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Nevada City, Calif. January 11, 2019 – The State Parole Board recommended convicted murderer Thomas Driver for parole after a hearing on January 8, 2018. Deputy DA Oliver Pong attended the hearing via teleconference to argue against his release on behalf of the people.
Thomas Driver was convicted of the shotgun murder of Clyde Harrell on 1988 and was sentenced to 17 years to life in prison. Driver was 21 years old at the time and had already earned a score of convictions for theft, forgery, and multiple burglaries. He was on the run from warrants hitchhiking from Redding to Sacramento with a fellow traveler Shawn Sharp about September 14, 1988, when they were picked up by Clyde Harrell in his motorhome. According to police investigations, Harrell offered them a job working his gold mining venture. The three of them spent several days prospecting when Driver and Harrell began drinking and sniffing glue. After Harrell went to sleep in his motorhome, Driver used a shotgun to shoot Harrell in the head killing him. Driver and Sharp then buried the body and stole Harrell’s motorhome along with various personal property like cashier’s checks, tools guns, and cash. After the motorhome broke down in Folsom, they called the police and confessed to the murder.
Driver gave multiple reason for murdering Harrell and Deputy DA Pong used prior parole hearing transcripts to contradict Driver’s description of the crime at yesterday’s hearing to demonstrate his continued aversion to accepting responsibility for his crime and apparent lying. Pong also asked the parole board commissioners to review Driver’s comprehensive risk assessment that described Driver as an inmate who “repeatedly failed on supervised release” and that only time will tell if Driver “will adequately overcome the full measure of his character faults.” Pong summarized the crime as “blowing the man’s brains out” and that a short denial will show whether Driver can demonstrate his ability to be crime free and non-violent if and when he faces life outside of prison. The board also went over in detail Driver’s numerous prison violations for fighting, drugs, and making prison alcohol.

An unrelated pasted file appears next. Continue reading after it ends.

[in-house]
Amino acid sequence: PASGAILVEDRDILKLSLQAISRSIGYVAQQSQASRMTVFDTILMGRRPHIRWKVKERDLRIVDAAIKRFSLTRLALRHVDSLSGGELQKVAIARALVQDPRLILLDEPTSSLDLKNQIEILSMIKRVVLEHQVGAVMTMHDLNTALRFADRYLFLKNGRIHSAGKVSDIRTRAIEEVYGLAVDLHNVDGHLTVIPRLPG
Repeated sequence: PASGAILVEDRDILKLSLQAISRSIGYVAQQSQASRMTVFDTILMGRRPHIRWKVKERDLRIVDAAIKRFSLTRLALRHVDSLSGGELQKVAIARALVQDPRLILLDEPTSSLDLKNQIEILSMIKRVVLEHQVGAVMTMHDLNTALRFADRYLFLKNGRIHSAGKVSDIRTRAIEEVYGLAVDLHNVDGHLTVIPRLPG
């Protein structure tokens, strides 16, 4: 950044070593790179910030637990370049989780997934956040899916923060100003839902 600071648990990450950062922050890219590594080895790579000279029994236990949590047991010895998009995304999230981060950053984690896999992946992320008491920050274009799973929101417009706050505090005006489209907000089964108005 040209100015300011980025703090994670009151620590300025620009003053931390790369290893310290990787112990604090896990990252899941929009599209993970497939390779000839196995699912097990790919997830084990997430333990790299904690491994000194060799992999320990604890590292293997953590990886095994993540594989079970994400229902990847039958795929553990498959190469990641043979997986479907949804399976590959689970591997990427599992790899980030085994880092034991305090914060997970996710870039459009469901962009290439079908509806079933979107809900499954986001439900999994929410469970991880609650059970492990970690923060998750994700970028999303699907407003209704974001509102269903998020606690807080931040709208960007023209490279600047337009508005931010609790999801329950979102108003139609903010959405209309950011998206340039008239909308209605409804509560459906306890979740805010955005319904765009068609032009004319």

The parole board balanced his murder committed when Driver was 21 years of age, the lack of maturity at that age and inadequately developed brain and judgment formation. They also recognized his accomplishments in earning many certificates in drug and alcohol counseling, student mentoring and youth counseling, vocational skills training, earning his associates degree in social studies while incarcerated, support from church and family, and offers of job and transitional living if paroled. The board also noted he has been violation free in prison since 2012. The board’s recommendation will go to the governor’s office for final approval or denial.
Harrell is survived by his daughter Patricia who was not been able to be contacted regarding this hearing.